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Observation Report
Winters, Monday, April 23, 2001

by: Gregg Blandin

The evening of April 23 was exceptional from my location in Winters, CA. With a transparency of 8 out of 10 and mag 6 stars visible at the zenith, the air was very still and dry. Dry enough that no dew had formed on anything that I had left outside the entire night. Contrast was superb, even at the lowest powers, though I would spend most of the evening above 250X.

I started with a galaxy group in Ursa Major around NGC3619, a diffuse, round galaxy with a slightly brighter core. That galaxy and 3 other stars form a parallelogram just outside which lies MCG10-16-108, barely visible as a round blob at 400X with averted vision.

Continuing on in the same direction is NGC 3613, a fairly bright large face/edge on with a large, mottled core. Some structural detail was visible. The galaxy lies exactly halfway between two Mag 10 stars which make finding it easy. Further on still are Galaxies MCG 10-16-111 (16.26), a micro dot of rarefied photons and MCG10-16-112 (15.24) which is only slightly brighter and appears more oval shaped.

Back up into the bowl of the dipper is another small group NGC3733, MCG9-19-126 and NGC3737. I found the brightest of this group, NGC 3733, the most difficult to see, in part because of it's low surface brightness and close proximity to a mag 6 star which further reduces contrast in the area. The galaxy is fairly well surrounded by stars making it look featureless and diffuse. NGC3737 is very round with no core visible. An attempt was made to view MCG9-19-132 (Mag 16.32) but it's too small and faint to see. I was able to catch an averted vision view of MCG9-19-131 (Mag 15.50. It looks slightly elongated?

On the edge of Ursa major, almost into Coma Berenices, is a galaxy group NGC 3991, 3994 and 3995. NGC 3994 is fairly bright with a semi edge-on orientation and irregular shape. The core is bright and off-center. NGC 3995 is slightly oval and appears uniform in brightness. NGC 3991 is an edge-on that's brighter on one end. To the south of the group lies a rough "T" shape of fairly bright stars.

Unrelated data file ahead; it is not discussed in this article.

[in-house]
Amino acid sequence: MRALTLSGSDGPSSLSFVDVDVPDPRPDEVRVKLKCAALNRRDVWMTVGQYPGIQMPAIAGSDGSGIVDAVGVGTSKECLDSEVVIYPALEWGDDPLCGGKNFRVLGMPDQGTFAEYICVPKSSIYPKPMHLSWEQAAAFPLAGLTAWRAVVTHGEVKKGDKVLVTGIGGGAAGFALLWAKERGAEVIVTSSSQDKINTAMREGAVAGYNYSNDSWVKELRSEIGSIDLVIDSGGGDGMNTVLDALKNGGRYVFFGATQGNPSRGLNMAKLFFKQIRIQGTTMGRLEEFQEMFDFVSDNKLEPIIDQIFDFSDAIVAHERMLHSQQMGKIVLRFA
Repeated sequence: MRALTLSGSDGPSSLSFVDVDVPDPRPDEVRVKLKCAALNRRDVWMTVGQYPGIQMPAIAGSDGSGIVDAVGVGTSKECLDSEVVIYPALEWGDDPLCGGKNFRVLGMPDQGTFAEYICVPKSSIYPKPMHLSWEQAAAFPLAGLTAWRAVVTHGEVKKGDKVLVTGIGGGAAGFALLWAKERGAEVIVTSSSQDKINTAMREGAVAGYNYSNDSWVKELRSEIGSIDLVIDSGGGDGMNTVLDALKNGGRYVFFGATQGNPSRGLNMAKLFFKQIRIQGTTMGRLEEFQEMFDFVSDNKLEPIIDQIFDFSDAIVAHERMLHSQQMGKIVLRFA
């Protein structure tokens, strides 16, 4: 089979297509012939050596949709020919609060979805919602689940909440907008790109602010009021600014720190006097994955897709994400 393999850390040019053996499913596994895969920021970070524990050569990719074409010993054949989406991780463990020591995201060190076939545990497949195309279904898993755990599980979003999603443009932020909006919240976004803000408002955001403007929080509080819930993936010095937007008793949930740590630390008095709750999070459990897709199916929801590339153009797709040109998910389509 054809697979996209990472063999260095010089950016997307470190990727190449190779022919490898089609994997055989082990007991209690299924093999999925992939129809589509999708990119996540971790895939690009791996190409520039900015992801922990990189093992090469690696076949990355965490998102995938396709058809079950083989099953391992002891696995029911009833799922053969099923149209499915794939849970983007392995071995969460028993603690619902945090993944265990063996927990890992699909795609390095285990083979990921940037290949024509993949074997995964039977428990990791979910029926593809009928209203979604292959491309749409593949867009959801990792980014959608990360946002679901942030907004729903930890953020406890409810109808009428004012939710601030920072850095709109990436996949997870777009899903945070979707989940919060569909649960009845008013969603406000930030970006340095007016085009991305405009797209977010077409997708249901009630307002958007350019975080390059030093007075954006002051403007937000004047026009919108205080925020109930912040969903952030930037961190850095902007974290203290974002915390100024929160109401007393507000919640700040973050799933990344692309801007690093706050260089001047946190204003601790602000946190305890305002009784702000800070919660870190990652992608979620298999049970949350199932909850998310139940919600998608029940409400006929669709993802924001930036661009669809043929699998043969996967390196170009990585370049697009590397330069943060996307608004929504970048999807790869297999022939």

Two other galaxies nearby are IC2943, small and diffuse and the round face-on galaxy NGC3759 with its relatively bright stellar core.

Continuing into Coma Berenices, I viewed globular cluster NGC4147. At 408X, a roughly triangular shape of stars extending out from a bright core practically fills the field of view. No stars in the core can be resolved; however, there are plenty of outlying stars which can. High power views of M13 and M92, were of course much more satisfying and the night's incredible contrast was even evident in my light-polluted eastern sky.

The ring nebula's central star was visible more often than not and I enjoyed the Blinking planetary and Cat's Eye with their much more pronounced central stars. And speaking of nebulae, I think I notice new and different details on the Dumbbell every time I observe it. This night's view was awesome and for the first time I could very clearly see the large circular shape which seems to connect each half of the dumbbell. I also viewed a small mag 12.6 planetary in Cygnus, NGC 6884, after several previously unsuccessful attempts. It took me quite a while to find all 6 arc seconds of it at 400X. It has a very distinct blue color, but no central star that I could see. Another planetary in the area (NGC 6833) was not visible, but at 1 arc second and mag 14, I'm not surprised!

At 4:15 I decided to call it a night, one of the best I've had in quite a while.

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